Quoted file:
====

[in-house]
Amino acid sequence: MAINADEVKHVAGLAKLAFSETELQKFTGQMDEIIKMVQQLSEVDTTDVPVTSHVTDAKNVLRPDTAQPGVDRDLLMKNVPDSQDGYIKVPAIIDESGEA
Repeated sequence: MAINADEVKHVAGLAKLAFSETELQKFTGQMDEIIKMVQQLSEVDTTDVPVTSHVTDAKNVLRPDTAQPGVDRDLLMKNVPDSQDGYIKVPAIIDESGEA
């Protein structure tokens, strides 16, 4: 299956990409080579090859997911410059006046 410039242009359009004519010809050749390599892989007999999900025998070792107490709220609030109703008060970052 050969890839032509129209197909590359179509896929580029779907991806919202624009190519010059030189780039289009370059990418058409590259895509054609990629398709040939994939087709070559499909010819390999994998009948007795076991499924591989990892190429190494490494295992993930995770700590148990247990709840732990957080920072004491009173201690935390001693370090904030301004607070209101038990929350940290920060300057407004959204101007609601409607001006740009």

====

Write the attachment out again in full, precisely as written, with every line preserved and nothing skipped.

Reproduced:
[in-house]
Amino acid sequence: MAINADEVKHVAGLAKLAFSETELQKFTGQMDEIIKMVQQLSEVDTTDVPVTSHVTDAKNVLRPDTAQPGVDRDLLMKNVPDSQDGYIKVPAIIDESGEA
Repeated sequence: MAINADEVKHVAGLAKLAFSETELQKFTGQMDEIIKMVQQLSEVDTTDVPVTSHVTDAKNVLRPDTAQPGVDRDLLMKNVPDSQDGYIKVPAIIDESGEA
């Protein structure tokens, strides 16, 4: 299956990409080579090859997911410059006046 410039242009359009004519010809050749390599892989007999999900025998070792107490709220609030109703008060970052 050969890839032509129209197909590359179509896929580029779907991806919202624009190519010059030189780039289009370059990418058409590259895509054609990629398709040939994939087709070559499909010819390999994998009948007795076991499924591989990892190429190494490494295992993930995770700590148990247990709840732990957080920072004491009173201690935390001693370090904030301004607070209101038990929350940290920060300057407004959204101007609601409607001006740009």